Young Scientists as Change Explorers

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BLIF2 (Blickpunkt Fernerkundung, i.e. focus on remote sensing). 

This application enables you to work with original satellite data in order to investigate the environmental transformations of your project.

Please visit the BLIF website for registration and login.

A PDF file of the BLIF manual can be accessed here.

The manual is also provided directly below:

1 Project Descriptions and objectives


BLIF2, which means “Blickpunkt Fernerkundung (i.e. focus on remote sensing)” is an educational project founded by the Educational University of Heidelberg. We created a web-based learning application, which enables students to deal with remote sensing approaches and gain insights in various methods of analyzing satellite data. Additionally, we designed learning materials perfectly fitting to different parts of the educational plan. BLIF2 is most appropriate for being used in Geography lessons, but it can also be applied for interdisciplinary courses, e.g. in combination with politics, economics, history or even biology. The access to BLIF2 is free of charge and easily practicable for every student or teacher.


1.1 Educational Potential of Remote Sensing


Working with the web-based learning platform BLIF 2.0…

· improves media competence

· offers an additional approach for dealing with certain geographic topics

· teaches you handling digital media

· increases your personal learning motivation

· broadens problem- and activity-oriented studying

· combines content-related with method expertise

· enhances independence and self-reliance

· offers insights in global issues and problems

· fosters critical thinking


2 References for course preparation


Students are forced to work independently with computers during BLIF-based lessons on global questions, e.g. socio-economic or environmental processes and transformations. To ensure a smooth operation, there are some things to keep in mind. We listed some aspects that should be considered during planning.


2.1 Technical Requirements



Usage of computers in class is often scaring to teachers due to unpredictable problems, which require complex and long-lasting solutions. In order to avoid such technical problems, the following requirements should be achieved when using BLIF2 in class:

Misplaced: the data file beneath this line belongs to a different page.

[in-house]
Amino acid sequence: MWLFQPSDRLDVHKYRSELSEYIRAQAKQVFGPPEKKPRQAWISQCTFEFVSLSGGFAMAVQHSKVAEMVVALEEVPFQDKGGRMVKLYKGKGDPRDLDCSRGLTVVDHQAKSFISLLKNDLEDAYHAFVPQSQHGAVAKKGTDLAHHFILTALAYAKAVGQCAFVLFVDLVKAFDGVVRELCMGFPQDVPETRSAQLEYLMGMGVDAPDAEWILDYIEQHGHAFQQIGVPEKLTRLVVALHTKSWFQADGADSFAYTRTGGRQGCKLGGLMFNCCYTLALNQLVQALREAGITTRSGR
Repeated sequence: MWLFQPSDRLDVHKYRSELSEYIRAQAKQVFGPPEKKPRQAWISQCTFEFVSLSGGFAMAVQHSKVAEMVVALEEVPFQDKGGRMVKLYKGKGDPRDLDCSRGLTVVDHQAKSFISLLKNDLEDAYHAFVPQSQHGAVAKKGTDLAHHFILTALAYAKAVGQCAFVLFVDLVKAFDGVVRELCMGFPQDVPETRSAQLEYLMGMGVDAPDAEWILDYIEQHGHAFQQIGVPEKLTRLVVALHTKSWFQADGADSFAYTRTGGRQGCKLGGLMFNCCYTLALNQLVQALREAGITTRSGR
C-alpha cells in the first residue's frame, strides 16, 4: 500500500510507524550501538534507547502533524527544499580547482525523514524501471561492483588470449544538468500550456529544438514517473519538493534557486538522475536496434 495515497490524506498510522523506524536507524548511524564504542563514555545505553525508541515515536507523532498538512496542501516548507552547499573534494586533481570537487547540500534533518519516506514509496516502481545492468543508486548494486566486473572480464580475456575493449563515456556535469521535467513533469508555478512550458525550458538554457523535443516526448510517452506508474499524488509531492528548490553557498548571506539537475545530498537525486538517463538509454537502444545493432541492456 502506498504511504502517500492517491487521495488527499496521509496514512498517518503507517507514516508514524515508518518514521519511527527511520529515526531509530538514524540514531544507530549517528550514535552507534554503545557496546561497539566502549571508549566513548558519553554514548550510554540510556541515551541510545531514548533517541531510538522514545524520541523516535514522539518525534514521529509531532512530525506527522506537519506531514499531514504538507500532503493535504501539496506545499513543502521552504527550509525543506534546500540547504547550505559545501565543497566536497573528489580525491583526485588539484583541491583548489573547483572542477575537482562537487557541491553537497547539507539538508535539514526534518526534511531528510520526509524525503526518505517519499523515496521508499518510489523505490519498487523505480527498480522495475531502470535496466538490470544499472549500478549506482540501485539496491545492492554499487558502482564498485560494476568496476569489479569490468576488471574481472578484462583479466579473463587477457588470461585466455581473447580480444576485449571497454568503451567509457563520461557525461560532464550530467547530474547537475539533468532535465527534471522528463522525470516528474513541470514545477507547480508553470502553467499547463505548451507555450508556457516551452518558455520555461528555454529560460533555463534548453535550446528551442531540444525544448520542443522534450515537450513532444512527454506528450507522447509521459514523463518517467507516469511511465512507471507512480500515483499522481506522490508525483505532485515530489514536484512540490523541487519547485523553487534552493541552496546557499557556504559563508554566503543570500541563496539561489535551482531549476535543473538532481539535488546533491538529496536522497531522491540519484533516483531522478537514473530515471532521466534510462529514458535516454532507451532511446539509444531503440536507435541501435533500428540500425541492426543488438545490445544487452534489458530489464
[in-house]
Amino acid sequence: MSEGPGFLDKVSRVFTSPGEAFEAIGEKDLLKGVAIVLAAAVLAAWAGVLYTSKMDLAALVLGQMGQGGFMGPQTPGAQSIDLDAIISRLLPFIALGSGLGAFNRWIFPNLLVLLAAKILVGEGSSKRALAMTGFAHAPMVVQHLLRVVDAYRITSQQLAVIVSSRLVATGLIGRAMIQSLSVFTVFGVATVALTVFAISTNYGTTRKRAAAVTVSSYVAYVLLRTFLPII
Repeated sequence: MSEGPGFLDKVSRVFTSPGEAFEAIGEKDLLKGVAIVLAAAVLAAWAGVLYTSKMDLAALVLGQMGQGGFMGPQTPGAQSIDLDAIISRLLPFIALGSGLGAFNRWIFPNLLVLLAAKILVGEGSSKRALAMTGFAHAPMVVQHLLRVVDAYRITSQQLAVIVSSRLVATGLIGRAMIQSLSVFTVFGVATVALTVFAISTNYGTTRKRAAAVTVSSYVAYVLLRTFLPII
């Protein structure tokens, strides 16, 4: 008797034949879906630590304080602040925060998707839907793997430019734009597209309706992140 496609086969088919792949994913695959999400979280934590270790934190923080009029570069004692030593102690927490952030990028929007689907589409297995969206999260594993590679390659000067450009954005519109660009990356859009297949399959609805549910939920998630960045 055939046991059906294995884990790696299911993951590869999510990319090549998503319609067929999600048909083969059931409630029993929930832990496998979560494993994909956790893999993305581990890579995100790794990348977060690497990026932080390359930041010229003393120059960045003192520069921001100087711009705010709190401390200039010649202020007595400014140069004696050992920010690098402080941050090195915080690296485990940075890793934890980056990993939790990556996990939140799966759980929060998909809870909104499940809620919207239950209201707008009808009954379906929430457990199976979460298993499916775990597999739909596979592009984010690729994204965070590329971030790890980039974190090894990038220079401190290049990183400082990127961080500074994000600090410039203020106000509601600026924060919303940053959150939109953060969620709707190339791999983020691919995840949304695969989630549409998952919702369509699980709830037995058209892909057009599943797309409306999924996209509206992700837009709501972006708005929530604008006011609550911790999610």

· one of the following internet versions needs to be installed:

            Internet Explorer 7, Firefox 3.6, Google Chrome or Opera 11

· Java-Script has to be activated

· Cookies need to be activated


2.2 Content information


We provide some prefabricated worksheets, which can be downloaded on the BLIF homepage (http://blif.rgeo.de/cms/p/lernmaterialien/). Please note that you need to sign in to get full access to those materials. The table below provides some examples of topics for specific class levels. A complete list of all prefabricated materials is presented in chapter 3.1. The age levels proposed for each module can be interpreted as guidelines rather than definite rules. Some contents can easily be used across different age groups and be adapted to either a higher or lower level of knowledge.





Lignite Mining in the Rhineland

Class level 5 - 7

Focus on natural resources, land-use changes by exploration and mining, impacts on population, environment and economy

Volcanism in Italy

Class level 8 - 10

Differences between some oft he italian volcanoes, influences on local environments and population

Urban growth in Dubai

Higher class level

Development of a global city, life in a desert region, masterpieces of architecture

Besides, it is possible to gain other satellite data to investigate personal issues. You can also use some of the provided picture details that simplify the selection of an appropriate study area. Chapter 2 explains both methods in detail.

2.3 Schedule Planning


All of the materials mentioned above are designed for about 2 lessons. While it is not recommended to reduce the processing time, it is possible to extend each of the modules. Working with BLIF2 requires basic knowledge on remote sensing and satellite data. Online-courses on the functionality of imaging satellites and the theoretical background of remote sensing techniques should be conducted before (e.g. by using SILC or FIS).


3 Topics


BLIF 2.0 focusses on issues of geographical, political or social relevance. All topics are compatible with the educational plan and easily to implement in the regular teaching structres. If you are interested in working with BLIF 2.0, please answer the following guiding questions to find an appropriate module:

  • What ages do the students have? Which class would you like to work with?
  • Which contents are in focus of your learning unit?
  • Are you interested in a specific region (selection of a study area)?
  • Have you compiled prior knowledge on this topic?
  • Are there any data/materials available on BLIF 2.0 concerning this topic?
  • Do you need additional material or data for analysis?


3.1 Available Resources